Figure 9 shows the damage occurred on concrete deck in numerical simulation, where dark color represents complete damage while gray region indicates no damage. It is noted that in the region beneath the charge, little damage is observed, although the scale distance in this region is the smallest. In Fig. 5, the same phenomenon is observed that no visible crack can be found in the corresponding region. This can be explained that the overpressure is isolated by the steel plate. For the area away from the detonation center, however, more damage occurs on the deck and extends to a large field longitudinally, which is consistent with the flexural-shear damage observed on girders 4–8 in Fig. 5. Then in the region far from the charge, which is corresponding to the girders 1–3 in Fig. 5, damage is still observed but concentrates on the central portion where flexural cracks were observed in Fig. 5. Therefore, when compared to Fig. 5, a similar damage tendency, which does not follow common knowledge of blast in free air, is observed for both numerical and field investigations, i.e., the numerical failure coincides with the failure identified in the postdisaster investigation. There is, however, still some difference for the damage distribution between numerical modeling and the actual event, as shown in Figs. 5 and 9. From Fig. 9, the symmetry of damage distribution is observed but an asymmetric crack distribution is found in Fig. 5 with respect to crack width. The most severe damage occurs on girders 1–3 where crack widths reached more than 10 mm or rupture happened, while this is not the case in numerical situation, as shown in Fig. 9. These may be again due to the integrity assumption for girder connection and the simplification assumption for the truck isolating system replaced by a steel plate in the numerical simulation. Therefore, from both the damage and the deflection distribution, we can conclude that the presence of a steel plate is effective for modeling the isolation effect on the propagation of overpressure on the deck, and the isolation effect of the truck has a great influence on the amount of damage to the concrete girder.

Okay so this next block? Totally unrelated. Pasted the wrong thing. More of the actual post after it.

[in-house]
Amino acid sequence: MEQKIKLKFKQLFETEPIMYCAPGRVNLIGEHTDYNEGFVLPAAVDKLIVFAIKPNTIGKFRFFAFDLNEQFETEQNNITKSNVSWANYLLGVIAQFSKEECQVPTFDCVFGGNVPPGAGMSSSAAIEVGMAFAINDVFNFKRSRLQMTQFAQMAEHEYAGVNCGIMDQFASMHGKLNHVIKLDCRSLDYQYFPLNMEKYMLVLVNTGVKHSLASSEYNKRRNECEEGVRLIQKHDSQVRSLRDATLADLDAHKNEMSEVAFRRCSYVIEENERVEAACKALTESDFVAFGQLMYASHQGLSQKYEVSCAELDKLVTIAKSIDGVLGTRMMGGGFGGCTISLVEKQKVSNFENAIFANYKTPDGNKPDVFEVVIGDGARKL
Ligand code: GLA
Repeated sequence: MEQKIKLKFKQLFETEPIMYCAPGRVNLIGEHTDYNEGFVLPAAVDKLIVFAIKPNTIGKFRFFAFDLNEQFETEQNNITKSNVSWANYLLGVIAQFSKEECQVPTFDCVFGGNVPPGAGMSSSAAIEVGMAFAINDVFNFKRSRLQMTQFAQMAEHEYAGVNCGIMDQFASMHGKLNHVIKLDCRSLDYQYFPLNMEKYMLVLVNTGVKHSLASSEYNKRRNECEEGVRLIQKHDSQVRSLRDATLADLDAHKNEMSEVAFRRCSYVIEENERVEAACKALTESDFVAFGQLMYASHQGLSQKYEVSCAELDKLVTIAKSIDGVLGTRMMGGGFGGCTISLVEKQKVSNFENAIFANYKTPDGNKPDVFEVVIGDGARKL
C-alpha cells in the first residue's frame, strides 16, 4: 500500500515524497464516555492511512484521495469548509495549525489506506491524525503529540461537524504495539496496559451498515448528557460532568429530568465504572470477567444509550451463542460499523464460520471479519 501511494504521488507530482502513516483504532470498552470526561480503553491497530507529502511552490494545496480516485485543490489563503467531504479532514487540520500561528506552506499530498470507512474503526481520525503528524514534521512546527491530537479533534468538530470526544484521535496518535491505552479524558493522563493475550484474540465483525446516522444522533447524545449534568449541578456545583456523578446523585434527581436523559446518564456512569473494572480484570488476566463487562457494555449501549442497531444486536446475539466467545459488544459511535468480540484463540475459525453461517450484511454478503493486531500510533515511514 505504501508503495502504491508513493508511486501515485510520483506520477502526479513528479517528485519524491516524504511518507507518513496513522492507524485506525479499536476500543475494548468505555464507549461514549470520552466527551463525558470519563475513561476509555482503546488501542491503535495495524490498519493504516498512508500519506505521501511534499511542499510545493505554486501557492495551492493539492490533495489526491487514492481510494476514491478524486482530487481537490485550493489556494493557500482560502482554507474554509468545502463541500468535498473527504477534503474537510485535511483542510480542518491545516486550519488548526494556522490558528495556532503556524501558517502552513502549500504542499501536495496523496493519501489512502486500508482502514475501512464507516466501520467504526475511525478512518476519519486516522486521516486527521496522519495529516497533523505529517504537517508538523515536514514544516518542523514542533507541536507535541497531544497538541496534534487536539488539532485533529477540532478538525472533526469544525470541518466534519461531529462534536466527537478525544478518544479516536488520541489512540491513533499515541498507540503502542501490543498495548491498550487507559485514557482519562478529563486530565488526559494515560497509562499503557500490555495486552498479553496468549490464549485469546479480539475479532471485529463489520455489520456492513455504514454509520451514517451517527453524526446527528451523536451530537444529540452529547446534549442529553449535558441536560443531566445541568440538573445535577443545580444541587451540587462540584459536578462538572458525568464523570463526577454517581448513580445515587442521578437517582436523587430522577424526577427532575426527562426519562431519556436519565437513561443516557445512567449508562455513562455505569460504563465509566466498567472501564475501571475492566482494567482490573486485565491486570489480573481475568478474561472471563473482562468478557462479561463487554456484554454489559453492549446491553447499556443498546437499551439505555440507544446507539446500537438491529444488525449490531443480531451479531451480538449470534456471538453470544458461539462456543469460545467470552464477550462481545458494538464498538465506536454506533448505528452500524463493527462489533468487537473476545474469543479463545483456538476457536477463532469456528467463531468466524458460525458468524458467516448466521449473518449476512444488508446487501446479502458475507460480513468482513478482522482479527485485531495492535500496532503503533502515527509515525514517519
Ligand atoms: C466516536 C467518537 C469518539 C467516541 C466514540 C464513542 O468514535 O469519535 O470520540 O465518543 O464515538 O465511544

## Results and Discussion